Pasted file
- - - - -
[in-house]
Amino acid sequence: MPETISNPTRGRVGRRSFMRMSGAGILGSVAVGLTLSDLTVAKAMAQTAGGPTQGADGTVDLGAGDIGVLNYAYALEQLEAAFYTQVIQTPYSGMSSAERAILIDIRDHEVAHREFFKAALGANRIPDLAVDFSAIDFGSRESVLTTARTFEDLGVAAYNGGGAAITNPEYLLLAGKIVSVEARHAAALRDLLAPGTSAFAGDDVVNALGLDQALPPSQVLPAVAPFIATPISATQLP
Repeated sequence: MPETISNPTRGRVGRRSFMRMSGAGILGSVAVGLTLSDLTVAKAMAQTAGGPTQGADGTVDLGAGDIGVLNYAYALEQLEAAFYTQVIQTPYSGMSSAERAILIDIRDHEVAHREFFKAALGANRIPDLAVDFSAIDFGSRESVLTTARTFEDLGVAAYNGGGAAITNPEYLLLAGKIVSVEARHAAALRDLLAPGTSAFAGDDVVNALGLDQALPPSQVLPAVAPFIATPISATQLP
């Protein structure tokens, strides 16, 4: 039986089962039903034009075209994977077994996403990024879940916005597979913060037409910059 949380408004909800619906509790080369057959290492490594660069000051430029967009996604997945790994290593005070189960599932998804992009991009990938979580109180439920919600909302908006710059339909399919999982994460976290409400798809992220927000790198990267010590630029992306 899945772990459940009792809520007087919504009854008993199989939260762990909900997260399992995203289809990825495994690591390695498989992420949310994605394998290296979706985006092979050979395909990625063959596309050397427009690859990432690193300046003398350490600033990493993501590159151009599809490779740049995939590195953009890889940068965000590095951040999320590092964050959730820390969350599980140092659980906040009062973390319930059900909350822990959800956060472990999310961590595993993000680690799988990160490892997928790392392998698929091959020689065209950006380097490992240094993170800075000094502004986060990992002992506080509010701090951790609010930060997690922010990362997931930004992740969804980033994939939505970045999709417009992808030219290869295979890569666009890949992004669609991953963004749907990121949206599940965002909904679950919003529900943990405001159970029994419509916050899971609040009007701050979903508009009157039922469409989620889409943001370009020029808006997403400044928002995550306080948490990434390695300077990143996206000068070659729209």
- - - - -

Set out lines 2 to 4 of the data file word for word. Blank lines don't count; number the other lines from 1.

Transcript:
Amino acid sequence: MPETISNPTRGRVGRRSFMRMSGAGILGSVAVGLTLSDLTVAKAMAQTAGGPTQGADGTVDLGAGDIGVLNYAYALEQLEAAFYTQVIQTPYSGMSSAERAILIDIRDHEVAHREFFKAALGANRIPDLAVDFSAIDFGSRESVLTTARTFEDLGVAAYNGGGAAITNPEYLLLAGKIVSVEARHAAALRDLLAPGTSAFAGDDVVNALGLDQALPPSQVLPAVAPFIATPISATQLP
Repeated sequence: MPETISNPTRGRVGRRSFMRMSGAGILGSVAVGLTLSDLTVAKAMAQTAGGPTQGADGTVDLGAGDIGVLNYAYALEQLEAAFYTQVIQTPYSGMSSAERAILIDIRDHEVAHREFFKAALGANRIPDLAVDFSAIDFGSRESVLTTARTFEDLGVAAYNGGGAAITNPEYLLLAGKIVSVEARHAAALRDLLAPGTSAFAGDDVVNALGLDQALPPSQVLPAVAPFIATPISATQLP
């Protein structure tokens, strides 16, 4: 039986089962039903034009075209994977077994996403990024879940916005597979913060037409910059 949380408004909800619906509790080369057959290492490594660069000051430029967009996604997945790994290593005070189960599932998804992009991009990938979580109180439920919600909302908006710059339909399919999982994460976290409400798809992220927000790198990267010590630029992306 899945772990459940009792809520007087919504009854008993199989939260762990909900997260399992995203289809990825495994690591390695498989992420949310994605394998290296979706985006092979050979395909990625063959596309050397427009690859990432690193300046003398350490600033990493993501590159151009599809490779740049995939590195953009890889940068965000590095951040999320590092964050959730820390969350599980140092659980906040009062973390319930059900909350822990959800956060472990999310961590595993993000680690799988990160490892997928790392392998698929091959020689065209950006380097490992240094993170800075000094502004986060990992002992506080509010701090951790609010930060997690922010990362997931930004992740969804980033994939939505970045999709417009992808030219290869295979890569666009890949992004669609991953963004749907990121949206599940965002909904679950919003529900943990405001159970029994419509916050899971609040009007701050979903508009009157039922469409989620889409943001370009020029808006997403400044928002995550306080948490990434390695300077990143996206000068070659729209």